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"Talking Science" in October 2019 with the Coral Chronicles

Updated: Oct 23, 2019


CRF™ recently received new fragments of pillar corals from Mote Marine Laboratory, bringing our total genotype count up from seven to 20! Pillar corals are among the most threatened species on the Florida Reef tract, and it is likely that many of these genotypes no longer exist in the wild.

A natural pillar coral stand at Conch Reef. Photo credit: Alex Neufeld/Coral Restoration Foundation™

In the past five years, wild pillar coral populations have been severely impacted by stony coral tissue loss disease (SCTLD), a fast-moving and deadly disease that affects multiple coral species in the Keys. Pillar corals are especially susceptible to SCTLD, and, unfortunately, the vast majority of pillar coral colonies between the Upper Keys and Key West show signs of active disease.

Pillar coral fragments in the Tavernier Nursery. Photo credit: Nik Varley/Coral Restoration Foundation™

Preserving the genetic diversity of this threatened species is crucial. In a larger partnership which includes Nova Southeastern University, Florida Aquarium, Mote Marine Laboratory, Keys Marine Lab, and NOAA’s National Centers for Coastal Ocean Science, CRF™ is helping to house, monitor, and propagate our share of these threatened fragments in our genetic bank in the Tavernier Nursery. These corals have been harvested from all along the Keys, and create a snapshot of natural pillar coral diversity.

Although we will not be able to outplant these corals in the foreseeable future, our bank will conserve vital genetic information that is being lost in the wild, and will lay the foundation for a new generation of healthy pillar corals.

Each fragment of pillar coral is tagged to monitor their development. Photo credit: Nik Varley/Coral Restoration Foundation™

Each of our pillar corals are individually marked with a genotype and frag number, allowing us to track each coral’s health and development over time. Two of our interns monitor the corals biweekly, and record their growth using digital imaging software. We also treat any active disease with antibiotics, preventing the spread of disease in our nursery. Our hope is that over the course of this monitoring, we will develop new techniques to help our pillar corals thrive, and eventually begin to propagate them at a larger scale.

Freshly fragged pillar coral waiting to grow as large as their neighbors in the back. Photo credit: Nik Varley/Coral Restoration Foundation™

We are encouraged by the success we’ve had with the transfer of the new fragments from Mote. These corals had become accustomed to an aquarium setting, but have adapted well to our in-water nursery and are continuing to grow. This success, and the success of all the pillar corals in our genetic bank, is a huge ray of hope for the species as wild populations continue to decline. Although the situation is dire, we are confident that the combined efforts of scientists, restoration practitioners and the public will ensure that pillar corals live in the Keys for many years to come!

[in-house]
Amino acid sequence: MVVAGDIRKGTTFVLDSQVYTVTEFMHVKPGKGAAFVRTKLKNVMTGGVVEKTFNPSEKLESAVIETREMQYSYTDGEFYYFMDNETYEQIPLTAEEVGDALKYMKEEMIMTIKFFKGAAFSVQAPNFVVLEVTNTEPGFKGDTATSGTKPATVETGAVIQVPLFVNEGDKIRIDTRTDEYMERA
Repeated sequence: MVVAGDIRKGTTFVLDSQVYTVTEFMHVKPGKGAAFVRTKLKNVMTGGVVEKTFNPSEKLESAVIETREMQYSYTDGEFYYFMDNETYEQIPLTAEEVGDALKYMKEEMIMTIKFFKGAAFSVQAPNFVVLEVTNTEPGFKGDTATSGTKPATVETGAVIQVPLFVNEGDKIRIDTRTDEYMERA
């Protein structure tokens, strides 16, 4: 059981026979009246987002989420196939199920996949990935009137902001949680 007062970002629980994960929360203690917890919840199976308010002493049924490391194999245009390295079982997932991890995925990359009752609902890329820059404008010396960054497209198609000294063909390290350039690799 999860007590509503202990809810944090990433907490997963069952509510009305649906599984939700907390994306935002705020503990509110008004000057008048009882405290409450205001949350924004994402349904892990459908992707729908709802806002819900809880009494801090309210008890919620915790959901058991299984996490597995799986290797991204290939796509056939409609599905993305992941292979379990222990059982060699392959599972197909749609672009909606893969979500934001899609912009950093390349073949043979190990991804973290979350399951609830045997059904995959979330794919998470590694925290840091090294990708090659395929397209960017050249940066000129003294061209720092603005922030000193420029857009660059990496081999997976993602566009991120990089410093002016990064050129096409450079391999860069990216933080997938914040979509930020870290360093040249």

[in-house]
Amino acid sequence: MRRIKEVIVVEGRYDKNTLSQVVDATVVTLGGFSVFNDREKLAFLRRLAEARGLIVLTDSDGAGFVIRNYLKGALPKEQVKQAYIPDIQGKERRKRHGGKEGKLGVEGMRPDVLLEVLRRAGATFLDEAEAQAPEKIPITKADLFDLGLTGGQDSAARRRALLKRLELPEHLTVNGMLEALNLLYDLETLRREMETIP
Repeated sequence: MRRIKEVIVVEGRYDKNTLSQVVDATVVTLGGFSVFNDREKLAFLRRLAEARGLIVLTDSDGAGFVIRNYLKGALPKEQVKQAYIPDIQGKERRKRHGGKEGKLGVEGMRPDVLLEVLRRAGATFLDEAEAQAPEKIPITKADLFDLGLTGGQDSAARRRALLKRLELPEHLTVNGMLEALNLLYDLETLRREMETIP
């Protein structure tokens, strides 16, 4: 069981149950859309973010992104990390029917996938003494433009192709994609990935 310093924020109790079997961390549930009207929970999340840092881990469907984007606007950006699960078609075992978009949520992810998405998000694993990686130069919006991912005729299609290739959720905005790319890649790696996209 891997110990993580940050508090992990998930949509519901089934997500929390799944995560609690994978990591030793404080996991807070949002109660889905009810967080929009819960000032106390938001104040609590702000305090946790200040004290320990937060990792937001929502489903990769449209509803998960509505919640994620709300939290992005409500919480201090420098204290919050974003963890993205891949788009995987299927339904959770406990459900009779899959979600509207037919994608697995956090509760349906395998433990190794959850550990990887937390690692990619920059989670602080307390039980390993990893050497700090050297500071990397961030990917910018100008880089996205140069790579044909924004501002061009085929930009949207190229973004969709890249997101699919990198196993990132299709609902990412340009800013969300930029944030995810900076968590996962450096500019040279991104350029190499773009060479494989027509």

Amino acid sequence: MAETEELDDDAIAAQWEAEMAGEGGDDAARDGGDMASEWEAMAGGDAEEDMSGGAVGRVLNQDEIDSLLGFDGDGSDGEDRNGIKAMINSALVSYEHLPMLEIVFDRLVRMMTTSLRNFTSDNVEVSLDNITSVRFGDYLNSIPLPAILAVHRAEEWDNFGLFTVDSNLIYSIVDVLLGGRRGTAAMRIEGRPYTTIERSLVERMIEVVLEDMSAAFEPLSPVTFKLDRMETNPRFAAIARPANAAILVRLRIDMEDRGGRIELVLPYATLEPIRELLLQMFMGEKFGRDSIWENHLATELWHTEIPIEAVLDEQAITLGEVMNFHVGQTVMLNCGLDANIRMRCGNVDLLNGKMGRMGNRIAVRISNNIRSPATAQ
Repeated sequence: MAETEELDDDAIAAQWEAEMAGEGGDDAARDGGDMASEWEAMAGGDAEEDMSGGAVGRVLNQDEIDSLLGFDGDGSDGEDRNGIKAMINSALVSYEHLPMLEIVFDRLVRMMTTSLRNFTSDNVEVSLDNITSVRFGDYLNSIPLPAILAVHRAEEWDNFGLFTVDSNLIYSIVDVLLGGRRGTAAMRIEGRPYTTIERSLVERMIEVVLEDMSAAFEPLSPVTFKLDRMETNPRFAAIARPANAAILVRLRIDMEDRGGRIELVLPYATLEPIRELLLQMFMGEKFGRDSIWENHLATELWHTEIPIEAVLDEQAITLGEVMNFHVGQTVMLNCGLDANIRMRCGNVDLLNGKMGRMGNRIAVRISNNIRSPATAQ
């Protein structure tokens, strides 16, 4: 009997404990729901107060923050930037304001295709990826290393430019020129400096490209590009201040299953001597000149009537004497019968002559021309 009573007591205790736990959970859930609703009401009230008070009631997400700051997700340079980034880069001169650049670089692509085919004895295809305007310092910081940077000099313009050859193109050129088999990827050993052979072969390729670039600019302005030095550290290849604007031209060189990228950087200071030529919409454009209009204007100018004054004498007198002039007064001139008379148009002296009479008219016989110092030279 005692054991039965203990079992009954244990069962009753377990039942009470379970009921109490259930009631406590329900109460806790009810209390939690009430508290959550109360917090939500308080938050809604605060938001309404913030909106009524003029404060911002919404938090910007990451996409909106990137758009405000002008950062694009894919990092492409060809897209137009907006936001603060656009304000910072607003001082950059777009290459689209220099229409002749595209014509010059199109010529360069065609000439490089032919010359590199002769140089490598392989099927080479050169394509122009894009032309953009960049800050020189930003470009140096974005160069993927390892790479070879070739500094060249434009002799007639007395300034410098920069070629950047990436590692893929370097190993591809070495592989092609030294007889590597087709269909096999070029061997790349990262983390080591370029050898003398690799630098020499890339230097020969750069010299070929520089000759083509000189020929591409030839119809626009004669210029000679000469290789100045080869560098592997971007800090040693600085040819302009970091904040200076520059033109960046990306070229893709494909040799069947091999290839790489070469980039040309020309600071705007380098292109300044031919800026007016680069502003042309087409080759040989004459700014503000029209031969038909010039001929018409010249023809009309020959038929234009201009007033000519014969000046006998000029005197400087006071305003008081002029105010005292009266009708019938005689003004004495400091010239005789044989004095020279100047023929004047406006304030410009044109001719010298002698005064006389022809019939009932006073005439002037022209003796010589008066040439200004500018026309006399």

As of this week, we have finally finished our one-month monitoring of all corals restored in 2019 and our yearly monitoring from our 2018 outplants under our NOAA grant! Since 2016, we have put thousands of hours into propagating and outplanting these corals, and it’s a thrill to see them all in their new homes on the Florida Reef Tract.

This is the transformation and development of an elkhorn cluster after 18 months of being outplanted. Photo credit: Amelia Moura/Coral Restoration Foundation™

But, we haven’t seen the last of these corals. We’ll survey them one more time at the end of their first year on the reef. After one year in the wild, we hope to see our corals surviving, growing, and eventually fusing into large colonies.

Thriving staghorn after four years of being restored on North Dry Rocks. Photo credit: Alex Neufeld/Coral Restoration Foundation™

Monitoring means data! Surveying the corals is just the beginning; we’ll be spending the next few months analyzing their growth and survivorship, and using this information to fine-tune our restoration practices. We’re looking forward to diving into the datasets. Stay tuned as we share our results!



This month, Amelia Moura, our science program manager, led a talk at Zoo Miami outlining CRF’s™ mission and core programs. The talk, open to Zoo Miami staff and volunteers, provided an overview of our latest restoration strategies as we scale our work to new heights.

Science Program manager, Amelia Moura gives a presentation on our advances in monitoring techniques. Photo credit: Amelia Moura/Coral Restoration Foundation™

At CRF™, we still believe that there are reasons to be optimistic about the future of coral reefs. Our latest advances in restoration make us more confident than ever that we can make a largely positive impact on the Florida Reef Tract. We’re grateful to share this optimism with Zoo Miami’s talented staff and conservation practitioners.


"Talking Science" Editorial Intern

Nik is a recent graduate of the University of Chicago, where he studied English and environmental science. He grew up in Virginia, and first learned to dive on a family trip to the US Virgin Islands in 2011. During college, he travelled to Bocas Del Toro, Panama to study ocean acidification with the Smithsonian Tropical Research Institute. Nik is very happy to be contributing to the Coral Restoration Foundation™’s important work, and hopes to make a positive impact on the Keys’ marine communities both on land and in the water.

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